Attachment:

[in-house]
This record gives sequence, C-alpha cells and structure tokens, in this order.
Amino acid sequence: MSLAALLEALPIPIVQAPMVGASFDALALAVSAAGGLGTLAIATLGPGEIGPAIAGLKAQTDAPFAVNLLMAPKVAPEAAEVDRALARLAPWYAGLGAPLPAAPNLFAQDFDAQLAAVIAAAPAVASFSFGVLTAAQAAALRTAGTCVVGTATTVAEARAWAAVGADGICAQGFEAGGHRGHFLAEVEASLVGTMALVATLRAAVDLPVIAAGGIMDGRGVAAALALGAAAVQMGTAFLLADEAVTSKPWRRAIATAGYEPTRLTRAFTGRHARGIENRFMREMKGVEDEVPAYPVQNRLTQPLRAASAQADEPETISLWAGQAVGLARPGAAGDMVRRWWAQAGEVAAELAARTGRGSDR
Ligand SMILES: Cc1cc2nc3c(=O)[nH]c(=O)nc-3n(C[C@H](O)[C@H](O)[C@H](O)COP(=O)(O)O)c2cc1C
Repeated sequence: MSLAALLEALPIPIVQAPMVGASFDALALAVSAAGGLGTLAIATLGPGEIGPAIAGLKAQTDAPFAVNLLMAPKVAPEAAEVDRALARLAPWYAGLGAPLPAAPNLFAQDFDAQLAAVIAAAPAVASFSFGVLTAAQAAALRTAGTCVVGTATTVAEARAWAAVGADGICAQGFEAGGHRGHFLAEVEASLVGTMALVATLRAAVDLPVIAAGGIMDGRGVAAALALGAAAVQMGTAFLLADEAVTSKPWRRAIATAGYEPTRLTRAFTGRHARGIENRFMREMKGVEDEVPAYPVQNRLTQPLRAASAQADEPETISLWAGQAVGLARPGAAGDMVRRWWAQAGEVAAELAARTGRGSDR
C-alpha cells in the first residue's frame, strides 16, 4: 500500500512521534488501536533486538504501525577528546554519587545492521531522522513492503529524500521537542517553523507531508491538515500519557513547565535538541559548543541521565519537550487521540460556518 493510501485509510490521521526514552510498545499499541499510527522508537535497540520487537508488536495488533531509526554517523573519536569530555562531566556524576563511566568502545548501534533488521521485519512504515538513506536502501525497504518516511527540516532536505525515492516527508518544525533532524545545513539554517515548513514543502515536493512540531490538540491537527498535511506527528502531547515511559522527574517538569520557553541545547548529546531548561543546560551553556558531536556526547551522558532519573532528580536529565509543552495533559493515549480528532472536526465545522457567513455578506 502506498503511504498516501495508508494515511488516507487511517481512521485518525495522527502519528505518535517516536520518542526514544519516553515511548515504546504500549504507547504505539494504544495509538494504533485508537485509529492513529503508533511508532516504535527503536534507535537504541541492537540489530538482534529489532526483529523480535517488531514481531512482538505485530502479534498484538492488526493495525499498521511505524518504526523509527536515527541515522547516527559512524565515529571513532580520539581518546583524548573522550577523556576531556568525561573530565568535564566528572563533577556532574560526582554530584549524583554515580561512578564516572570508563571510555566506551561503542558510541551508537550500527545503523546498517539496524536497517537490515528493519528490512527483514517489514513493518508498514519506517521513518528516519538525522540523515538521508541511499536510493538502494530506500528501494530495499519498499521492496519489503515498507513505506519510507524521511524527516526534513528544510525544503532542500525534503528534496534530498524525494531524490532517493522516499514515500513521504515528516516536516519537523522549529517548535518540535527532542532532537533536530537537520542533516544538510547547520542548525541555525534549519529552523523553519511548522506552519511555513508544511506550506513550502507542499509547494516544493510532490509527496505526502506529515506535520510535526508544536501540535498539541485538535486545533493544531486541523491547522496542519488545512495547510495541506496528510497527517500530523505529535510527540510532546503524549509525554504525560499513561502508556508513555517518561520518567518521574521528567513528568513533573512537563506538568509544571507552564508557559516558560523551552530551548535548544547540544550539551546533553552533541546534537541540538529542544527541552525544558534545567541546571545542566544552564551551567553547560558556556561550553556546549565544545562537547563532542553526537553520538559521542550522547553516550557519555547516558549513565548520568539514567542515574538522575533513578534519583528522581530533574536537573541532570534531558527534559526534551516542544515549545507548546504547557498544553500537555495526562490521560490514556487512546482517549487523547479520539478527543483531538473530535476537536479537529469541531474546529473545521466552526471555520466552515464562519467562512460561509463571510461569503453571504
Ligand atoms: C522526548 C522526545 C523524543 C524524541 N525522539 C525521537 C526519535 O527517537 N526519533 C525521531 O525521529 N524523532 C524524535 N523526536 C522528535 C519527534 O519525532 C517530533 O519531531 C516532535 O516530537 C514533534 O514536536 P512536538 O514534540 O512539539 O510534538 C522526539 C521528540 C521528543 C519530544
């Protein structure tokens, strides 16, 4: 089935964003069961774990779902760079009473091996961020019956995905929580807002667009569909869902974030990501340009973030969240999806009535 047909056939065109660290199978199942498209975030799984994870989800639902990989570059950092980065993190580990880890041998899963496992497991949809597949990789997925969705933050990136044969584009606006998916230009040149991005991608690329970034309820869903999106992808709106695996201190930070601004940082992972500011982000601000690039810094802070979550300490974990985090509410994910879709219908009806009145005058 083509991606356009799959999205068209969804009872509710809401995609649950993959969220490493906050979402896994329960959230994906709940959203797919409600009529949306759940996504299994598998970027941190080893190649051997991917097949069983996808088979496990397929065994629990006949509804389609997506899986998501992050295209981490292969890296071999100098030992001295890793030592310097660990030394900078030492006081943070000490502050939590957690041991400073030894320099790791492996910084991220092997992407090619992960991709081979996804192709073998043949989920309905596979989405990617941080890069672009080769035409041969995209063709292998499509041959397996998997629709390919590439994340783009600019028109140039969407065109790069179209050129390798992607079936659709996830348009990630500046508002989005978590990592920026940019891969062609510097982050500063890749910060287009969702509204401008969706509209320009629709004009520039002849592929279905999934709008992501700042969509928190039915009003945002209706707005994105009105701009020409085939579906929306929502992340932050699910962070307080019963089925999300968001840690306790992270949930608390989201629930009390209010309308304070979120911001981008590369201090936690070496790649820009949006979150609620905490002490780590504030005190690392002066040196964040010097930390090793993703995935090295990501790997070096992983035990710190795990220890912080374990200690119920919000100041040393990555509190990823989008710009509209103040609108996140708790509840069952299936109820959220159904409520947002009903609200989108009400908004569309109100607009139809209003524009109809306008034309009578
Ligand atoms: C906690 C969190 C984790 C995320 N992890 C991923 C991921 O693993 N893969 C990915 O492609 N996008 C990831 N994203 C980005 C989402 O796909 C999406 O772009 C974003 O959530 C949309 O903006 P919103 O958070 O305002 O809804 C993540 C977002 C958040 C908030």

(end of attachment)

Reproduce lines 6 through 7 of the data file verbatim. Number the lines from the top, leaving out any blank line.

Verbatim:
C-alpha cells in the first residue's frame, strides 16, 4: 500500500512521534488501536533486538504501525577528546554519587545492521531522522513492503529524500521537542517553523507531508491538515500519557513547565535538541559548543541521565519537550487521540460556518 493510501485509510490521521526514552510498545499499541499510527522508537535497540520487537508488536495488533531509526554517523573519536569530555562531566556524576563511566568502545548501534533488521521485519512504515538513506536502501525497504518516511527540516532536505525515492516527508518544525533532524545545513539554517515548513514543502515536493512540531490538540491537527498535511506527528502531547515511559522527574517538569520557553541545547548529546531548561543546560551553556558531536556526547551522558532519573532528580536529565509543552495533559493515549480528532472536526465545522457567513455578506 502506498503511504498516501495508508494515511488516507487511517481512521485518525495522527502519528505518535517516536520518542526514544519516553515511548515504546504500549504507547504505539494504544495509538494504533485508537485509529492513529503508533511508532516504535527503536534507535537504541541492537540489530538482534529489532526483529523480535517488531514481531512482538505485530502479534498484538492488526493495525499498521511505524518504526523509527536515527541515522547516527559512524565515529571513532580520539581518546583524548573522550577523556576531556568525561573530565568535564566528572563533577556532574560526582554530584549524583554515580561512578564516572570508563571510555566506551561503542558510541551508537550500527545503523546498517539496524536497517537490515528493519528490512527483514517489514513493518508498514519506517521513518528516519538525522540523515538521508541511499536510493538502494530506500528501494530495499519498499521492496519489503515498507513505506519510507524521511524527516526534513528544510525544503532542500525534503528534496534530498524525494531524490532517493522516499514515500513521504515528516516536516519537523522549529517548535518540535527532542532532537533536530537537520542533516544538510547547520542548525541555525534549519529552523523553519511548522506552519511555513508544511506550506513550502507542499509547494516544493510532490509527496505526502506529515506535520510535526508544536501540535498539541485538535486545533493544531486541523491547522496542519488545512495547510495541506496528510497527517500530523505529535510527540510532546503524549509525554504525560499513561502508556508513555517518561520518567518521574521528567513528568513533573512537563506538568509544571507552564508557559516558560523551552530551548535548544547540544550539551546533553552533541546534537541540538529542544527541552525544558534545567541546571545542566544552564551551567553547560558556556561550553556546549565544545562537547563532542553526537553520538559521542550522547553516550557519555547516558549513565548520568539514567542515574538522575533513578534519583528522581530533574536537573541532570534531558527534559526534551516542544515549545507548546504547557498544553500537555495526562490521560490514556487512546482517549487523547479520539478527543483531538473530535476537536479537529469541531474546529473545521466552526471555520466552515464562519467562512460561509463571510461569503453571504
Ligand atoms: C522526548 C522526545 C523524543 C524524541 N525522539 C525521537 C526519535 O527517537 N526519533 C525521531 O525521529 N524523532 C524524535 N523526536 C522528535 C519527534 O519525532 C517530533 O519531531 C516532535 O516530537 C514533534 O514536536 P512536538 O514534540 O512539539 O510534538 C522526539 C521528540 C521528543 C519530544